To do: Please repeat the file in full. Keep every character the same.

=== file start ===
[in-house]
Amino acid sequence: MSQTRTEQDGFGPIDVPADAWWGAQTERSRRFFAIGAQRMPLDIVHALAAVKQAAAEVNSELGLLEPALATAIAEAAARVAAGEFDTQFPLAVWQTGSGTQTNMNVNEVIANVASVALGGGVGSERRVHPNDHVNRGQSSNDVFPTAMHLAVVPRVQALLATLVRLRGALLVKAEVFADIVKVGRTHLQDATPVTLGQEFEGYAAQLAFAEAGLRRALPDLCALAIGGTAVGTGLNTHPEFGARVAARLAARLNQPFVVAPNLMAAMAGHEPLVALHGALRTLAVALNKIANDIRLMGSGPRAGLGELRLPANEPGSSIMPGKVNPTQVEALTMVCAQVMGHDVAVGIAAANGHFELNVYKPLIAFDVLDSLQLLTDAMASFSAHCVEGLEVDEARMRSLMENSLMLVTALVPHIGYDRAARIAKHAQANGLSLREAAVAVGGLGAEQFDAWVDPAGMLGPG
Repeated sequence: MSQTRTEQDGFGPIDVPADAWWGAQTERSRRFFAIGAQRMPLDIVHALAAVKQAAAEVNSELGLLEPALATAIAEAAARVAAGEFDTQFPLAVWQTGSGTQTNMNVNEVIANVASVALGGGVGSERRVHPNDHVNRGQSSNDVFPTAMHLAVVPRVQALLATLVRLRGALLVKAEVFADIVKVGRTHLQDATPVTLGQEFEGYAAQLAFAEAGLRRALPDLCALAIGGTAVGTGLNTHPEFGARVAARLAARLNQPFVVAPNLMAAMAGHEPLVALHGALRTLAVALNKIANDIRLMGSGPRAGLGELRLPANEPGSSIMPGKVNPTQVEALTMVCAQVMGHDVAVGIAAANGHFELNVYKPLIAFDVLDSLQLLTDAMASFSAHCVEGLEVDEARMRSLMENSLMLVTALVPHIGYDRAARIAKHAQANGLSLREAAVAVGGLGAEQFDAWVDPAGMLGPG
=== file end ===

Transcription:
[in-house]
Amino acid sequence: MSQTRTEQDGFGPIDVPADAWWGAQTERSRRFFAIGAQRMPLDIVHALAAVKQAAAEVNSELGLLEPALATAIAEAAARVAAGEFDTQFPLAVWQTGSGTQTNMNVNEVIANVASVALGGGVGSERRVHPNDHVNRGQSSNDVFPTAMHLAVVPRVQALLATLVRLRGALLVKAEVFADIVKVGRTHLQDATPVTLGQEFEGYAAQLAFAEAGLRRALPDLCALAIGGTAVGTGLNTHPEFGARVAARLAARLNQPFVVAPNLMAAMAGHEPLVALHGALRTLAVALNKIANDIRLMGSGPRAGLGELRLPANEPGSSIMPGKVNPTQVEALTMVCAQVMGHDVAVGIAAANGHFELNVYKPLIAFDVLDSLQLLTDAMASFSAHCVEGLEVDEARMRSLMENSLMLVTALVPHIGYDRAARIAKHAQANGLSLREAAVAVGGLGAEQFDAWVDPAGMLGPG
Repeated sequence: MSQTRTEQDGFGPIDVPADAWWGAQTERSRRFFAIGAQRMPLDIVHALAAVKQAAAEVNSELGLLEPALATAIAEAAARVAAGEFDTQFPLAVWQTGSGTQTNMNVNEVIANVASVALGGGVGSERRVHPNDHVNRGQSSNDVFPTAMHLAVVPRVQALLATLVRLRGALLVKAEVFADIVKVGRTHLQDATPVTLGQEFEGYAAQLAFAEAGLRRALPDLCALAIGGTAVGTGLNTHPEFGARVAARLAARLNQPFVVAPNLMAAMAGHEPLVALHGALRTLAVALNKIANDIRLMGSGPRAGLGELRLPANEPGSSIMPGKVNPTQVEALTMVCAQVMGHDVAVGIAAANGHFELNVYKPLIAFDVLDSLQLLTDAMASFSAHCVEGLEVDEARMRSLMENSLMLVTALVPHIGYDRAARIAKHAQANGLSLREAAVAVGGLGAEQFDAWVDPAGMLGPG